Bex’s Blog #3 Pre Race Season Musings

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Fit4-Physio Sponsored Athlete Bex Baraona on the eve of her 2019 Season…..

I’m writing this blog on the plane to New Zealand where my race season kicks off after 2 weeks of acclimatisation. It feels crazy that the season has come round so fast, it always does creep up like this and before I know it I’m heading off for the first comp. It was a much needed 5 months at home to reset, work on some new things (on and off the bike) and keep my feet on the ground. On the other hand, there’s definitely times when the routine of training and off-season antics get tedious and my inner traveller and racer just wants to get on the road again. Well now the time has come!

In recap, there has been quite a few changes to my program this off season. As I touched on in the last blog, I am super grateful to have welcomed onboard this year: new coach Adela Carter, sports psychologist Tim Pitt and of course the continued support from the Fit4 Team. To an outsider, introducing a whole new team might seem like a lot of change in one go and could seem complicated to have involvement from multiple people, however it has felt easy to coordinate and I am lucky enough that Adela, Tim, Lucy and Rich have all worked together before and with other world class athletes. And, in addition, my program before hand was pretty much “ride my bike”- so implementing expert key players and structure was much needed!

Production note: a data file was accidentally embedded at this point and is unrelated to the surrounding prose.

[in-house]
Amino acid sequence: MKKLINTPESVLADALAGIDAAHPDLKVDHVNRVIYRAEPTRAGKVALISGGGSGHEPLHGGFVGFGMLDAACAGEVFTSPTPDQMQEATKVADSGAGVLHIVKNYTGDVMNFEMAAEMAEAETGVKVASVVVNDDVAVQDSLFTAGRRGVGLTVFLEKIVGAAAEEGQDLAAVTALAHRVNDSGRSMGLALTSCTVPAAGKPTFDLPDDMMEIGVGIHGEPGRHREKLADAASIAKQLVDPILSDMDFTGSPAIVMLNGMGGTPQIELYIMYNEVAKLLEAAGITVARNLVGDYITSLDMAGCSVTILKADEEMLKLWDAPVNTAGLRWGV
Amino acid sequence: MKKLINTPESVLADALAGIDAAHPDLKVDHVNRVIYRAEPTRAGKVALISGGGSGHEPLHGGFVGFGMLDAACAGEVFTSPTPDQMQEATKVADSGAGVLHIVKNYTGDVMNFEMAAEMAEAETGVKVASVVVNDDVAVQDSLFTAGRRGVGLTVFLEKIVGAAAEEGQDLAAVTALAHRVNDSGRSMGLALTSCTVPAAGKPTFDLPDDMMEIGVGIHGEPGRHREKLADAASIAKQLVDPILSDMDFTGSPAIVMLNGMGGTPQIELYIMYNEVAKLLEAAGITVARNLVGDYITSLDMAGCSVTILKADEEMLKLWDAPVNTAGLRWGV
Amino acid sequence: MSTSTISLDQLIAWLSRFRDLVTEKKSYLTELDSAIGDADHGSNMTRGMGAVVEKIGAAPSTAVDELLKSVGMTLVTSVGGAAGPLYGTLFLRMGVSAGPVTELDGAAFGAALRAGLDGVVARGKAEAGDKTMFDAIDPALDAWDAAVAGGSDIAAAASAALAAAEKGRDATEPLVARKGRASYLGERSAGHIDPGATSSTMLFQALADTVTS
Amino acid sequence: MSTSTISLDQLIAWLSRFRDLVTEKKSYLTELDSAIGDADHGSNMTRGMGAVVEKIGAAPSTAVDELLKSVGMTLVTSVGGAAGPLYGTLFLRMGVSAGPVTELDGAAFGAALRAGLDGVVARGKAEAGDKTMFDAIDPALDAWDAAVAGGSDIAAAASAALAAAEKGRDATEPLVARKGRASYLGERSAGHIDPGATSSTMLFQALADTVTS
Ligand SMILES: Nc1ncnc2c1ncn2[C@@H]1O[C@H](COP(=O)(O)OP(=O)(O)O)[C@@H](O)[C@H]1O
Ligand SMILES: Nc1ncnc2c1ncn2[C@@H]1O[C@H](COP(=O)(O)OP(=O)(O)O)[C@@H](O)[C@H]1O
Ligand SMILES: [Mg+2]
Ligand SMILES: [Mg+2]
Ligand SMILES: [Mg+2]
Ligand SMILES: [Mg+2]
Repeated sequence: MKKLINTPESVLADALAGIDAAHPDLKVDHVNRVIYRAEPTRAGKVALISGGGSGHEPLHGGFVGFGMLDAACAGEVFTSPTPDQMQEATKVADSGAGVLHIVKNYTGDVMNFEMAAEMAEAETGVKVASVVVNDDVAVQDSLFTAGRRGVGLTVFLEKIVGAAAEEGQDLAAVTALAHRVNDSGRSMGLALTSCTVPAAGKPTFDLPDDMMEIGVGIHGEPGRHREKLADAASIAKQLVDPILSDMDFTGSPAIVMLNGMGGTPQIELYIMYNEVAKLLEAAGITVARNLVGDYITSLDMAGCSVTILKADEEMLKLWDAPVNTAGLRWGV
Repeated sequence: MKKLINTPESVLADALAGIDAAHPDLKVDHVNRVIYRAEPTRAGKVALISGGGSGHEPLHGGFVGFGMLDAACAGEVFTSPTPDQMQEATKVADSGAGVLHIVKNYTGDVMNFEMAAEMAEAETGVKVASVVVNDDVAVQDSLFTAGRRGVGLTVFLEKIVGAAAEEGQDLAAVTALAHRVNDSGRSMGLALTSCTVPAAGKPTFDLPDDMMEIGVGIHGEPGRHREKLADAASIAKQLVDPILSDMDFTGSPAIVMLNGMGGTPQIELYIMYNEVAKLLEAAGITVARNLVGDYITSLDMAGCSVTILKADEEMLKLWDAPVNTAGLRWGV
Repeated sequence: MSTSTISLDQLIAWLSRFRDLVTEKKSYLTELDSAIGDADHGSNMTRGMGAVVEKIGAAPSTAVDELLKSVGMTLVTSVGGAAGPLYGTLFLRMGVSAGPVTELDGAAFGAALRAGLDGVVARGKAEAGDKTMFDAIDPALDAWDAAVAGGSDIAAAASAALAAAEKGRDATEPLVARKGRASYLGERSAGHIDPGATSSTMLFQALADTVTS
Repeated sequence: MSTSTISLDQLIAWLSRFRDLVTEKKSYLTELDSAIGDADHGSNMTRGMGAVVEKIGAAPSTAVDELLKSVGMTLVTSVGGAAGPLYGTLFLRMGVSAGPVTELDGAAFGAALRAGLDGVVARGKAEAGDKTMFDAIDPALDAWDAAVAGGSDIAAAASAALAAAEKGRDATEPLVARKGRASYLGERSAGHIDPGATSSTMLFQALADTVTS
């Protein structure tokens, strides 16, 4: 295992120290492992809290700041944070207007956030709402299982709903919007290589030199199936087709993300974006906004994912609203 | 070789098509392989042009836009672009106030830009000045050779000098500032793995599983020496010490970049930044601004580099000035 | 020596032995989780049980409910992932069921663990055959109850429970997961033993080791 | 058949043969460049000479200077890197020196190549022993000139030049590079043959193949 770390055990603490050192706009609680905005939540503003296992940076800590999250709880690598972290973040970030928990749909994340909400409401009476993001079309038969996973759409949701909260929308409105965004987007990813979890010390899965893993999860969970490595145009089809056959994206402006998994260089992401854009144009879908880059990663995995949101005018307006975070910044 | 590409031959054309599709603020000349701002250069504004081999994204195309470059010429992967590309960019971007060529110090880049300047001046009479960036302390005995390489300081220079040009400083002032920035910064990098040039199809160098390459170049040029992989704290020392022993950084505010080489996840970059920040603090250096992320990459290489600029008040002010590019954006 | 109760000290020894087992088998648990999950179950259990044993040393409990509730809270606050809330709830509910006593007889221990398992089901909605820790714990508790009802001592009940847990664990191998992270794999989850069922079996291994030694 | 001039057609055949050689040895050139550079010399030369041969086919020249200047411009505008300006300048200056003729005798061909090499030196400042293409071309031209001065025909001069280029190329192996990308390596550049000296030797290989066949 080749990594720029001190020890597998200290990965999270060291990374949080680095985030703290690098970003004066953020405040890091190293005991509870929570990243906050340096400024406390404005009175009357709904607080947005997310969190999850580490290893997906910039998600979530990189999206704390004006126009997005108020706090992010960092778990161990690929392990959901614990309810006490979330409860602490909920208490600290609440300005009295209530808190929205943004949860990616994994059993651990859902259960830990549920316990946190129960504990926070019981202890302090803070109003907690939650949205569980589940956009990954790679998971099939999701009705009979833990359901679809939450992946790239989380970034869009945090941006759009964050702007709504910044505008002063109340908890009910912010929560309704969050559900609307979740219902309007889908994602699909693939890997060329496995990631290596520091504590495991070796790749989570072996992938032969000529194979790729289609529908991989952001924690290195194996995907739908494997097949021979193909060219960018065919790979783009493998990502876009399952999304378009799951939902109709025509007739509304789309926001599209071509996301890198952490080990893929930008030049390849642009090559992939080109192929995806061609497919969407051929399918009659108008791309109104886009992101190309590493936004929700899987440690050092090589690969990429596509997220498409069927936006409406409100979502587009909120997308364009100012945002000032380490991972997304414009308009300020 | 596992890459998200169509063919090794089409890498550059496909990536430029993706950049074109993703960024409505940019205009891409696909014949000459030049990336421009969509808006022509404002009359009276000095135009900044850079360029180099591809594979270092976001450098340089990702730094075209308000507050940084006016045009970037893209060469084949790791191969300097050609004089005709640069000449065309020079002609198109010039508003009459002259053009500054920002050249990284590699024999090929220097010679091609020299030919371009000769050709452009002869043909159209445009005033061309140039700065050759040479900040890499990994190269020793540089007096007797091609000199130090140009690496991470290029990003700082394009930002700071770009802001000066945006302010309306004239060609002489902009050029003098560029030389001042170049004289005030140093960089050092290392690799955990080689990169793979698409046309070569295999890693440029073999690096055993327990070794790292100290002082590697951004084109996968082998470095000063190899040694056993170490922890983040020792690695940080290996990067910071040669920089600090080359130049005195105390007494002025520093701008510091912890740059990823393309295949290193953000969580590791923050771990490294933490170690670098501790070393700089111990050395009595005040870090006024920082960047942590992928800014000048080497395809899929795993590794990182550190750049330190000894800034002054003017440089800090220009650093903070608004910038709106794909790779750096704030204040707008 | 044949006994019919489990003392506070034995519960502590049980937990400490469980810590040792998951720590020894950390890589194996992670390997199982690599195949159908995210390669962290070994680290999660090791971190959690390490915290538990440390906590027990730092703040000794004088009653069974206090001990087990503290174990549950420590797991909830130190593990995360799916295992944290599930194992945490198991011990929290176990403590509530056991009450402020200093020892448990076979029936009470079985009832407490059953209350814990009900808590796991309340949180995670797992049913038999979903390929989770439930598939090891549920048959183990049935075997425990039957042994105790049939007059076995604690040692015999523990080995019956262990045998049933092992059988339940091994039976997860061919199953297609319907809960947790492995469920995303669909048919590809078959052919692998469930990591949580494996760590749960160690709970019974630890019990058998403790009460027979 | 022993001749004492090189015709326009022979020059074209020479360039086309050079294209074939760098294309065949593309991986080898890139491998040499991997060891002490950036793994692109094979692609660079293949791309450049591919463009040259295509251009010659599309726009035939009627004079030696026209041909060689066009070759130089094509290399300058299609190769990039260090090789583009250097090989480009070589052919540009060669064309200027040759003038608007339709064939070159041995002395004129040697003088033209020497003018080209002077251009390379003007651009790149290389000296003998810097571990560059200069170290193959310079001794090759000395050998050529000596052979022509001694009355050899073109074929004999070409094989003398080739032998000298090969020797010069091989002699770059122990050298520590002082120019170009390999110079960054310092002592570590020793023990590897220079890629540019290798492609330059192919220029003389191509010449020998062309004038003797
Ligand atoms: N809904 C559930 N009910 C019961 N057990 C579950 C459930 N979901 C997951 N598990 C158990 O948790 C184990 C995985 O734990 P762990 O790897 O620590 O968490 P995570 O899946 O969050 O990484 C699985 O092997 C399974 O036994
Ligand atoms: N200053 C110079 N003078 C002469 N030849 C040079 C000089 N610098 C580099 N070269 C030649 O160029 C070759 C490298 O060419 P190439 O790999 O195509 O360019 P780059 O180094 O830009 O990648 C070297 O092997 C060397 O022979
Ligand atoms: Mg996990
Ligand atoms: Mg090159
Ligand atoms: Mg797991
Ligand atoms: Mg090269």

January saw me head into hospital for a arthroscopy on my left wrist. Multiple crashes and hard impacts over the last 2 seasons had put me in continual pain for the last 6 months and I’d been having to adapt quite a lot of my training, riding and even daily tasks. So it was time to have a proper look inside and hopefully get some answers for the constant pain. Not exactly what most riders would consider a good start to the year, especially with the season kicking off just 2.5 months post-op. For me, this was my first time being operated on, I won’t lie, I didn’t like any part of it, and I’m not meaning just the actual time I spent in hospital, but the whole unknown of what they would find, what they would fix, if they could fix it, how long recovery would be blah blah blah! As an athlete, everyday I’m doing things to get more from myself and ultimately improve, so the thought I was going to wake up sore and worse off, just felt like a backwards step and didn’t sit well- especially so close to the first races! Dealing with all the unknowns that come with surgery was definitely a learning curve and something I feel has helped me understand my approach to these situations and my body even better. The body will win so listen to it! I couldn’t ignore my wrist for another season.